The Rapid Migration from CPQ to Visual Configuration Software

The migration from Configure Price Quote (CPQ) solutions to Visual Configuration Software is happening quickly. Recently G2 named ATLATL Visual the sole leader for Visual Configuration Software in the first-ever report on this rapidly growing and important category. This is of particular relevance because G2 provides these awards primarily based on user reviews.

G2, an unbiased platform for users to review B2B software, and is transforming how businesses evaluate new software investments.

The Rapid Migration from CPQ to Visual Configuration Software
Visual Configuration has emerged as a new category, responding to shifts in consumer demands; there is a need to experience products before investing.

Speed and visualization: Selling more faster
Visual Configuration Software leader ATLATL has data to substantiate the rationale for this new product category. Customers experience significant increases in sales efficiency, articulating the value proposition that there is no faster way to sell than when a buyer sees and experiences the exact product they plan to purchase.

ATLATL Visual enables consumers to see the available options, make choices that suit their needs, and review the exact configuration. This process subtracts the month-long iterative and laborious process experienced by customers of ETO (engineer-to-order) products.  The online user interface is dramatically faster than previous methods of sorting through product books, consulting with product teams, and assembling a quote.

One of users surveyed in the G2 report noted, “I can now do in minutes and hours what used to take days and weeks.” The rapidity of visualization represents a transformational change that leads to real sales results.

Visual configuration never sacrifices accuracy
From the start, Visual Configuration Software is expertly implemented by the ATLATL team who works tirelessly with customers to understand the unique product rules and requirements built into the system. This level of detail ensures that each configuration is safeguarded from order errors, providing a confident and accurate buying experience.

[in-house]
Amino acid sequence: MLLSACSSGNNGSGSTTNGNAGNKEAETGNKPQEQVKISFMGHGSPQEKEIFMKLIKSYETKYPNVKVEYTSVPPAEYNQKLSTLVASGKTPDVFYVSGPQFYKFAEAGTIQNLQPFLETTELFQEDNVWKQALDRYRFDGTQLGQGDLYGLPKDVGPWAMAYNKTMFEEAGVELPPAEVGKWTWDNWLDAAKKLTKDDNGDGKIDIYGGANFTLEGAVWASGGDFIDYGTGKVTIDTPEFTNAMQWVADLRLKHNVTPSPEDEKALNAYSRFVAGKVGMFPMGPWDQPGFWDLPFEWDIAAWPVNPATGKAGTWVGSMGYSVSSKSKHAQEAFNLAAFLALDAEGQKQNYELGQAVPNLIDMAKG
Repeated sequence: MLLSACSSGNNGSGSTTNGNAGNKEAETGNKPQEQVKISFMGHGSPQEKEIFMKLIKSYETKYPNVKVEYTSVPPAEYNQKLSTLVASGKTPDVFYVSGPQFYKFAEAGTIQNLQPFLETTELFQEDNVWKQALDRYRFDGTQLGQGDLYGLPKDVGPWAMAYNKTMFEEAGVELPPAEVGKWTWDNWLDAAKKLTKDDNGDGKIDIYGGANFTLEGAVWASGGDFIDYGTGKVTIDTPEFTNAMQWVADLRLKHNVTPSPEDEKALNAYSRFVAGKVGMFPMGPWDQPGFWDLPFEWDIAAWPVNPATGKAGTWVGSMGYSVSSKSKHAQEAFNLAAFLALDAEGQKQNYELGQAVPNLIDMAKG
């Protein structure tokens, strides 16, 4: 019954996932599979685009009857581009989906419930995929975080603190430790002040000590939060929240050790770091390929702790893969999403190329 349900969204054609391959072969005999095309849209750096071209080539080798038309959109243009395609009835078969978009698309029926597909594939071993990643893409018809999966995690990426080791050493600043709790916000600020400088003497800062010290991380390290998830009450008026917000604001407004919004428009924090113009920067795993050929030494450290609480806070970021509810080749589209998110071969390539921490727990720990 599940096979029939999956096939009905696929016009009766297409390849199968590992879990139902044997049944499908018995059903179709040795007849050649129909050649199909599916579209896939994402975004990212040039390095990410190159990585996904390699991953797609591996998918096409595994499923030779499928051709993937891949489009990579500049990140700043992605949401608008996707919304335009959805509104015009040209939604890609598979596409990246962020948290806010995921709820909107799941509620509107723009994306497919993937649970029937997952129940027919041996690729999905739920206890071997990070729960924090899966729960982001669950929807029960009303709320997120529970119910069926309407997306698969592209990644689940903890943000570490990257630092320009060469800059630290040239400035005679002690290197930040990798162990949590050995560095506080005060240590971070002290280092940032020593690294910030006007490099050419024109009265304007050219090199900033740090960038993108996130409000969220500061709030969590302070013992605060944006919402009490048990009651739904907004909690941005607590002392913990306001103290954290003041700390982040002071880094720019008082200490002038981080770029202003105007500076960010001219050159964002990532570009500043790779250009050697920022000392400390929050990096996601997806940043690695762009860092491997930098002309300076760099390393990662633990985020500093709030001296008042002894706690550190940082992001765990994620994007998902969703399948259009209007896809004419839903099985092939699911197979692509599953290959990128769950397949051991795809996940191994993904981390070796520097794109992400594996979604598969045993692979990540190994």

Powering this accuracy is a unique Rules Engine. From dimensions, engineering logic, and pricing, users configure the desired product, knowing precisely what is available while adhering to the exact rules set by the manufacturer. Speed and accuracy create a differentiated buying experience generating loyal customers.

Customer expectation: A superior buying experience
The ease with which all consumers have grown accustomed to an easy online buying experience impacts the expectation of how B2B purchases should look and feel. Providing the right buying experience matters most to customers. As the Visual Configuration Software leader, ATLATL heard from users about the type of buying experience they must offer.

First, the right features are essential. Users gave the ATLATL 3D Visual Configuration, AR Configuration, and Drag-and-Drop features perfect ratings. These features set the baseline for interacting with the visual configurator.

Amazing features mean little if they are not easy to use; G2 data revealed that users rate ATLATL ease of use at 91% compared to the market average of only 86%.

Creating impactful buying opportunities
Visual configuration users surveyed were most appreciative how the ATLATL team assisted them in creating impactful buying opportunities.

The road to leadership in visual configuration
The Rapid Migration from CPQ to Visual Configuration Software
It did not happen overnight. For many years the Charleston, South Carolina-based ATLATL has been working to forge a path for visual solutions to become a key element in the company’s go-to-market strategy. The G2 recognition validates the importance of this product category and leadership status.

Delivering faster, more accurate, and more impactful sales experiences drives the continuous process improvements and adheres to lean manufacturing principles. Early innovators capture market share. Hard earned and well disserved.


ATLATL delivers speed and accuracy to power a more productive sales experience. We’re able to do this by leveraging the benefits of 3D visual product configuration and step-guided workflows to streamline the sales process and drive efficiency. To ensure order accuracy and empower users, we work closely with our customers to understand their business, product, and engineering rules. Building these into our tool, our customers are able to work faster and more independently than before to improve their productivity. The result is increased sales, higher win rates, and a better customer experience when partnering with ATLATL.


Lessons Learned in Electronics Transforms Other Discrete Manufacturing Operations

Article | May 10, 2021

Jason Spera, picture left, recently shared his vantage of the changes for factory floor automation in 2021. Jason is CEO and Co-Founder, Aegis Software. Spera is a leader in MES/MOM software platforms for discrete manufacturers with particular expertise in electronics manufacturing. Founded in 1997, today more than 2,200 factory sites worldwide use some form of Aegis software to improve productivity and quality while meeting regulatory, compliance and traceability challenges. Spera's background as a manufacturing engineer in an electronics manufacturing company and the needs he saw in that role led to the creation of the original software products and continue to inform the vision that drives Aegis solutions, like FactoryLogix. He regularly speaks on topics surrounding factory digitization, IIoT, and Industry 4.0. Contact Jason on LinkedIn.